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Help! At wits end with toddler pulling hair

(14 Posts)
penny173 Sun 26-Feb-17 20:28:00

I have a lovely, cuddly, 2.3 yr old DS. He is great in so many ways except one - he is a terror with hair pulling. Most of the time it is aimed at me but he has pulled other children's hair as well. I had a horrible experience recently with another mum who, despite my apology, wasn't very nice and this has led to me losing a lot of confidence. Sounds silly but, honestly, I never knew raising a little boy would be this hard! This has been going on so long now (on and off since 9 mths old) that I just don't know what to do anymore and I am starting to wonder if it will ever end. I feel it has become less of a phase and more of a habit. We go through good spells where it goes away but it keeps coming back. I have spoken to lots of people, health care professions etc and pretty much exhausted google. This is my first time posting and I was wondering if anyone else had been through long periods with similar unsocial habits with their little ones? I guess I'm not really asking for advice on what to do when it happens as, having tried so much already, I have techniques in place but am really looking for some reassurance that it will get better.. For the record, I always tell him 'no/pulling hair hurts!' when he does it. If he has done it to another child I remove him for a time out and ask him to say sorry after. If he does it to me I say the same and move away from him. I have recently started using the step at home which is helping as he seems to know he has done wrong - a big improvement from when he used to think it was funny. Tonight he has had me in tears because of it. I was giving him a final cuddle before bed when he grabbed fist fulls of my hair with both hands for no clear reason. He goes to the childminders two days a week and he is an angel with her so it really seems to be centred around me. I do try and look out for triggers (lots of kids in a small space, tired, hungry, angry are all cues) but sometimes he just seems to do it because he can. Any advice appreciated.

ZombieApocalips Sun 26-Feb-17 22:28:07

Can you teach him how to stroke your hair? Other kids won't welcome him stroking their hair but he might enjoy patting or stroking your hair when you have a cuddle with him.

JonesyAndTheSalad Mon 27-Feb-17 02:55:45

Do you raise your voice at all?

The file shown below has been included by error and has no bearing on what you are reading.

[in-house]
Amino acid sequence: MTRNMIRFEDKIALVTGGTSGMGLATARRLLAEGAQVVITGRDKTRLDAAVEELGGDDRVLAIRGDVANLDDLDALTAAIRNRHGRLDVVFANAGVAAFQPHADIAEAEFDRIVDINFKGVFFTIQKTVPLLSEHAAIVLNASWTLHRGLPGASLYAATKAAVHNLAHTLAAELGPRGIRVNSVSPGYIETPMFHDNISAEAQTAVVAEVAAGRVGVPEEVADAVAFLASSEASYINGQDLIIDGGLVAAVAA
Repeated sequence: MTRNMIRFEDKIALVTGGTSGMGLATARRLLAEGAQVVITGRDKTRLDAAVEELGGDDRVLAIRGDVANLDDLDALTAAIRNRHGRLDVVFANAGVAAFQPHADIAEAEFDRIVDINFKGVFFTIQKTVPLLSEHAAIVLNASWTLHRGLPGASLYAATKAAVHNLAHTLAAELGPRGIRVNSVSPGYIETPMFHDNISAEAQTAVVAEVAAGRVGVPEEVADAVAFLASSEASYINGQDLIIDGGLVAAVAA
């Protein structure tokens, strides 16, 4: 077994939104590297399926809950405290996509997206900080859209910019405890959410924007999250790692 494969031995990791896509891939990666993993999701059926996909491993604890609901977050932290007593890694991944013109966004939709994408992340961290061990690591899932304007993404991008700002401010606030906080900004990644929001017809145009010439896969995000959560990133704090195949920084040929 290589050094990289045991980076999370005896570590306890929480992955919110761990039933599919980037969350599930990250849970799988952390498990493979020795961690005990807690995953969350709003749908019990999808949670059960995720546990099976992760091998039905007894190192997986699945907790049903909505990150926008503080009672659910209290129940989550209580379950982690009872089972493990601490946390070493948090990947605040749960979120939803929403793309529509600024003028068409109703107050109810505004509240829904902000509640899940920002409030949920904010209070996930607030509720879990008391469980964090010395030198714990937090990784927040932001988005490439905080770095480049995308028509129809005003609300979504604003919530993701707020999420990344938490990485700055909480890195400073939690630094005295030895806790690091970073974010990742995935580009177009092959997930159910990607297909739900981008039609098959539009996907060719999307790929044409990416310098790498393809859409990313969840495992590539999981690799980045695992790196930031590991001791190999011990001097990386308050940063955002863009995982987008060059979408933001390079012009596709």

penny173 Mon 27-Feb-17 07:27:35

ZombieApocalips we've spent lots of time teaching him stroke and pat and he will often come up to me and say 'pat pat mummy' on my head to show me but he also seems unable to resist pulling when he wants attention!

LapinR0se Mon 27-Feb-17 07:30:32

Can you tell us what happens next? For example at bedtime when he grabbed your hair, what did you do?

penny173 Mon 27-Feb-17 07:33:41

JonesyAndTheSalad I really try not to make a 'thing' of it by raising my voice and keeping calm but on difficult days I have done. He used to think it was funny which could be frustrating

penny173 Mon 27-Feb-17 07:36:23

LapinRose I told him 'no that hurts' and moved away from him then I let Daddy finish bed time. Daddy also told him 'that wasn't nice'. We tried not to make a big thing of it as we were just putting him down for bed.

Wishiwasmoiradingle2017 Mon 27-Feb-17 07:41:34

Have you tried pulling his back??

OhTheRoses Mon 27-Feb-17 07:47:12

Pull his.

penny173 Mon 27-Feb-17 07:47:15

Wishiwasmoiradingle I tried that recently. Hasn't made any difference and I just felt guilty afterwards..

penny173 Mon 27-Feb-17 07:51:12

Part of the problem is that he is a very hardy little boy and big for his age. if any other child is rough with him he often doesn't notice or finds it funny!

JonesyAndTheSalad Mon 27-Feb-17 11:12:03

NO! You don't hurt a toddler back! It's ridiculous advice and very confusing for them. They hear "No don't do that" but then YOU do it!

Sorry OP I feel very strongly about this.

Firstly, how is his language developing? A big reason for this sort of behaviour is often that the child lacks language and grows frustrated at his or her inability to communicate.

Usually, this sort of thing disapears by 3.

penny173 Mon 27-Feb-17 11:57:23

JonesyAndTheSalad - that has been my feeling. His talking is coming on well and things have definitely improved because of this. It just feels like we have gone a few steps back recently and i'm not sure why. I can understand it more when he is frustrated and his talking is unable to keep up with his emotions. Am reassured to hear it usually goes by three..

LapinR0se Mon 27-Feb-17 15:01:45

I think at bedtime a lot of bad behaviour is down to tiredness. My DD used to smack me when she was tired. When that happened I would just make sure the bedtime routine was very very short and calm and get her to sleep as quickly as possible.
However if she did it in the day then I would put her on the floor and stand up and say No that isn't nice and I won't let you do that. Then go and do something else. She would howl crying but she got the message and stopped doing it.
I think any major reaction such as shouting or retaliating in any way just makes it all am exciting game

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